Four years have passed since the financial system crashed in Iceland. The crisis hit Iceland harder than many other countries: the whole banking system defaulted and crashed. Attempts to bail out the banks failed, and because of the size of the banking system in Iceland, the government did not have the option of taking them over – the Icelandic state would have defaulted. It was a crude awakening for most people. The enormous “success” of the financial sector before 2008 was a matter of national pride. Living standards, mostly based on great expectations and debt, had skyrocketed. But it had all been a lie. And the political system had failed to prevent this unsustainable bubble. In fact political parties attributed the “success” to their own policies, while most did not read the danger signs and the few who did sound the alarm were not heard. After the crash swept it all away, trust in the political system fell to ten percent. It has not risen since then.
In some respect, Icelanders have made their voices and interests heard in a way people of other countries have not. The protests after the crash got us a new government, the head of the central bank and the financial inspection agency were axed and a process to make a new constitution with the active involvement of the people was initiated. Public pressure got us a vote on IceSave. The Prime Minister of the government in charge at the time of the crash was convicted of negligeance. Because of the size of the financial system in comparison with the wider economy, it was allowed to default. Bailouts were impossible. A special agency was formed to investigate possible illegal activity within the banking system. And the government decided against a severe austerity programme (although there were cuts in spending).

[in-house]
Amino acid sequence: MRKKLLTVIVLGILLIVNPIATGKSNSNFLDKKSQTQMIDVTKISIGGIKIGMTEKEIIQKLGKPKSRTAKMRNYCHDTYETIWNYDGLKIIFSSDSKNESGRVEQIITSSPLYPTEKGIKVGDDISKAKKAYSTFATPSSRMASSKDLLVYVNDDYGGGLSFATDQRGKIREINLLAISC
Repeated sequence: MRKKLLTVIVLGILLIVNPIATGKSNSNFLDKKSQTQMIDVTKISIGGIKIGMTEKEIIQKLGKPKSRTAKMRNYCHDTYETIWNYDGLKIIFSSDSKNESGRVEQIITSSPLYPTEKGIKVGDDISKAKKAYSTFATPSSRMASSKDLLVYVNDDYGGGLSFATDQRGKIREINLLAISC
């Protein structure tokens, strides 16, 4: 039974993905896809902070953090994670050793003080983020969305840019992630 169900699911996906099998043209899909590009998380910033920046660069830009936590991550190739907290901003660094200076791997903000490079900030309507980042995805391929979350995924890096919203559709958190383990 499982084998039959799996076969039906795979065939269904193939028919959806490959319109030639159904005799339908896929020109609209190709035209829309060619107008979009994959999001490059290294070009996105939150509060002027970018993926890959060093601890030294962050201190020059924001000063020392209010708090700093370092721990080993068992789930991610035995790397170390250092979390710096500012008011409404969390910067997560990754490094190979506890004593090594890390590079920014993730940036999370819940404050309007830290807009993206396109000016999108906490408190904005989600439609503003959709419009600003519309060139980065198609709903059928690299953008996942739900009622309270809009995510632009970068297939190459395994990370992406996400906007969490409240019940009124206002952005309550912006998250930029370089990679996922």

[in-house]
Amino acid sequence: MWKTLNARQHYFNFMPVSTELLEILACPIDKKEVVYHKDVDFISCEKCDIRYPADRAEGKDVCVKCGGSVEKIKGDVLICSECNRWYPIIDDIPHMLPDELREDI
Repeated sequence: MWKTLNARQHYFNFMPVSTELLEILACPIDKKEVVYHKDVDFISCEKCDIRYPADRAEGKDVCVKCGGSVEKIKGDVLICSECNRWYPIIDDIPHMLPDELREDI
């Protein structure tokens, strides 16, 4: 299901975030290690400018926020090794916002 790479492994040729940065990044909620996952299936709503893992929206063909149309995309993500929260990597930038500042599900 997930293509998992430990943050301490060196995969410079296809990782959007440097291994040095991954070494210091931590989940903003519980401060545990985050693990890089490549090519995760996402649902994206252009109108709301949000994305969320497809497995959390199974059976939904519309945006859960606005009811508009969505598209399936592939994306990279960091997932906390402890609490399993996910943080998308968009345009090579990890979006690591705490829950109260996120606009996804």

These are important achievements. Things that other countries could learn from. But frankly, most of these developments were also controversial in Iceland and overall, they could have been executed more efficiently. For example: the idea that the general public should be actively involved in creating a new constitution is indubitably right. But this could have been better carried out. The selection process didn’t have the legitimacy it needed and random selection should have been used as well. The time given to the process was too short. There was not enough debate all over the country and in the media. Of course, in comparison with the constitution being rewritten by a small group of politicians in closed session, as usually happens, the new process was great. But it could have been better.
Full Article: Real democracy in Iceland? | openDemocracy.